Can Smart Growth Protect British Biodiversity?

Biodiversity is a growing concern in the UK as many indigenous wildlife species face extinction. Habitat loss, damage or pollution is, along with climate change, the main driver of species eradication in our countryside.

‘Urban sprawl’ is uncontrolled development around urban centres which encroaches on the surrounding green space. Building land can contribute 40% to the cost of a new build, so affordable land is at a premium. More and more developers are purchasing land without planning permission, which tends to be cheaper, on the borders of existing developments, hoping the planners will eventually relent and grant permission to build.

Poorly planned expansion is encroaching on both urban parkland and nearby undeveloped land including wildlife habitats, despite the protection intended by UK planning policy guidelines. ODPM Circular 06/05, for example, requires planning officers to point out to planning applicants any issues around habitat conservation and enhancement highlighted by ecological surveys.

British Biodiversity

The population is also growing apace. Planning minister Nick Boles recently expressed the hope that 3% more of England will soon be covered with low-density housing developments, and the government has plans to create several new ‘garden cities’ along the M11.

Critics of current government policy point out that the 1940s ‘garden city’ dream is dated and irrelevant to the planning issues we face today, while incautious development of cheaper green spaces is destructive of both habitats and communities.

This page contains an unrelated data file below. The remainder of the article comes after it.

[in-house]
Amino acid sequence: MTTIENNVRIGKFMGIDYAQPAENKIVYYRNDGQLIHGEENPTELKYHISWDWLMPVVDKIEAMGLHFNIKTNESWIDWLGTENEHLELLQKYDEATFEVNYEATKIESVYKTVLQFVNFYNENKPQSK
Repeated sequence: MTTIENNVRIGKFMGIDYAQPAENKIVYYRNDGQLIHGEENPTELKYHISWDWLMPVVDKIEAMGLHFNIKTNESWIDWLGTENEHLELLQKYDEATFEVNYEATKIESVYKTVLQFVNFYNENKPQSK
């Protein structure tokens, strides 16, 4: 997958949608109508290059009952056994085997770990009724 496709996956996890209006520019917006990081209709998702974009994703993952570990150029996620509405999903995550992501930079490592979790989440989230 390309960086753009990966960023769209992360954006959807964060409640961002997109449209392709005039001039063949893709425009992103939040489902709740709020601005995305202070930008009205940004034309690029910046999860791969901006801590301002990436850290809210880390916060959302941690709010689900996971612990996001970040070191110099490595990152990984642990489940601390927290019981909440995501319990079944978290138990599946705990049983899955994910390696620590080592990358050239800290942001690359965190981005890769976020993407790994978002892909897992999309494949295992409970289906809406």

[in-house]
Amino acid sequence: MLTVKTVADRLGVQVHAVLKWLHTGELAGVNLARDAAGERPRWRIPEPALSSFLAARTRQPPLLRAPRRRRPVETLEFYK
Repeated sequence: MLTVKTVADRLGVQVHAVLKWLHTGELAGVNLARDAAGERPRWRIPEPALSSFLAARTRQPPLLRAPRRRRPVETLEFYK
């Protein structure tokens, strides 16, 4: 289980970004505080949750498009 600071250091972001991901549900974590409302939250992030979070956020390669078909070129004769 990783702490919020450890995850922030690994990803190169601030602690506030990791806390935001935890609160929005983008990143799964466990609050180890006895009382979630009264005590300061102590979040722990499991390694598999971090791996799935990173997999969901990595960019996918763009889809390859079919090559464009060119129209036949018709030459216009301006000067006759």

A number of UK organisations and interest groups recently supported a declaration called ‘Meeting the Growth Challenge’ objecting to the government’s current approach, which will reduce green space and lead to more car use particularly in areas of southern England already afflicted by sprawl.

The signatories, including Campaign to Protect Rural England and Civic Voice beside other civic, environmental, transport and professional bodies, called upon both national and local governments to adopt a Smart Growth strategy focusing on more compact (but not overcrowded) development on brownfield (urban sites which have previously been developed).

One of its six principles is the “protection of countryside, farmland, natural beauty, open space, soil and biodiversity, avoiding urban sprawl and out-of-town development” while another advocates “prioritising regeneration in urban areas and regions where it is needed, emphasising brownfield-first and promoting town centres”. Cross-party support for the statement includes former Conservative Environment Secretary John Gummer, now Lord Deben, whose Quality of Life Commission first advocated this Smart Growth approach in 2007.